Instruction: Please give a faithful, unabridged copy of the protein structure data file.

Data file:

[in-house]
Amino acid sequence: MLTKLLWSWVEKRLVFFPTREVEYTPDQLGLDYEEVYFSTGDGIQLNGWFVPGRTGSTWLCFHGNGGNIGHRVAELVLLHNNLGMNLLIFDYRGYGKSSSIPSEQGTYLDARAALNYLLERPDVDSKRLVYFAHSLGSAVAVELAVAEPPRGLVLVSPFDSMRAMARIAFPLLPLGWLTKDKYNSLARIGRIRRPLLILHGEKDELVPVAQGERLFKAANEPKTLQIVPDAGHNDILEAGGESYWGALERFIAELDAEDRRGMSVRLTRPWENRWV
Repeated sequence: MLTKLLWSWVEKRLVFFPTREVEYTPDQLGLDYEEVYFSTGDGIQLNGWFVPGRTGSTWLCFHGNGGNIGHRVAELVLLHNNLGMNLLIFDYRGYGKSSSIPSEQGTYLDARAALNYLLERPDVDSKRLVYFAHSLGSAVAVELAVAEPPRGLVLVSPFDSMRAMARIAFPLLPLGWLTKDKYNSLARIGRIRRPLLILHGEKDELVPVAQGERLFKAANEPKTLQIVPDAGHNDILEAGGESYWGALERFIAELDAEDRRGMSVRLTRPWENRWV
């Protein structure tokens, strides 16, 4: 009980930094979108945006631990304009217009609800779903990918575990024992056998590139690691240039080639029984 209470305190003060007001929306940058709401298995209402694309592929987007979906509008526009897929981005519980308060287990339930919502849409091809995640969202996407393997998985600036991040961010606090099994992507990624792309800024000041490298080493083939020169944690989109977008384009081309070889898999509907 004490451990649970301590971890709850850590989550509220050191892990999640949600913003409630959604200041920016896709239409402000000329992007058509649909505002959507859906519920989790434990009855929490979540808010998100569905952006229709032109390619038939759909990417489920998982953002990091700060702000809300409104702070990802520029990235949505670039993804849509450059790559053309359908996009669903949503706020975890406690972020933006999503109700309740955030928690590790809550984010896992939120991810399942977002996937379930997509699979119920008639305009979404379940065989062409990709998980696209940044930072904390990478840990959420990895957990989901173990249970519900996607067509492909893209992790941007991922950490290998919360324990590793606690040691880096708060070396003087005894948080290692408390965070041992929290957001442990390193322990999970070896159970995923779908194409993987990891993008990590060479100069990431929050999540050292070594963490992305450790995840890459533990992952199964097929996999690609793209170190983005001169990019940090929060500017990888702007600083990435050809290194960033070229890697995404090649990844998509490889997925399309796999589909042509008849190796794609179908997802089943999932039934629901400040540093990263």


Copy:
[in-house]
Amino acid sequence: MLTKLLWSWVEKRLVFFPTREVEYTPDQLGLDYEEVYFSTGDGIQLNGWFVPGRTGSTWLCFHGNGGNIGHRVAELVLLHNNLGMNLLIFDYRGYGKSSSIPSEQGTYLDARAALNYLLERPDVDSKRLVYFAHSLGSAVAVELAVAEPPRGLVLVSPFDSMRAMARIAFPLLPLGWLTKDKYNSLARIGRIRRPLLILHGEKDELVPVAQGERLFKAANEPKTLQIVPDAGHNDILEAGGESYWGALERFIAELDAEDRRGMSVRLTRPWENRWV
Repeated sequence: MLTKLLWSWVEKRLVFFPTREVEYTPDQLGLDYEEVYFSTGDGIQLNGWFVPGRTGSTWLCFHGNGGNIGHRVAELVLLHNNLGMNLLIFDYRGYGKSSSIPSEQGTYLDARAALNYLLERPDVDSKRLVYFAHSLGSAVAVELAVAEPPRGLVLVSPFDSMRAMARIAFPLLPLGWLTKDKYNSLARIGRIRRPLLILHGEKDELVPVAQGERLFKAANEPKTLQIVPDAGHNDILEAGGESYWGALERFIAELDAEDRRGMSVRLTRPWENRWV
């Protein structure tokens, strides 16, 4: 009980930094979108945006631990304009217009609800779903990918575990024992056998590139690691240039080639029984 209470305190003060007001929306940058709401298995209402694309592929987007979906509008526009897929981005519980308060287990339930919502849409091809995640969202996407393997998985600036991040961010606090099994992507990624792309800024000041490298080493083939020169944690989109977008384009081309070889898999509907 004490451990649970301590971890709850850590989550509220050191892990999640949600913003409630959604200041920016896709239409402000000329992007058509649909505002959507859906519920989790434990009855929490979540808010998100569905952006229709032109390619038939759909990417489920998982953002990091700060702000809300409104702070990802520029990235949505670039993804849509450059790559053309359908996009669903949503706020975890406690972020933006999503109700309740955030928690590790809550984010896992939120991810399942977002996937379930997509699979119920008639305009979404379940065989062409990709998980696209940044930072904390990478840990959420990895957990989901173990249970519900996607067509492909893209992790941007991922950490290998919360324990590793606690040691880096708060070396003087005894948080290692408390965070041992929290957001442990390193322990999970070896159970995923779908194409993987990891993008990590060479100069990431929050999540050292070594963490992305450790995840890459533990992952199964097929996999690609793209170190983005001169990019940090929060500017990888702007600083990435050809290194960033070229890697995404090649990844998509490889997925399309796999589909042509008849190796794609179908997802089943999932039934629901400040540093990263």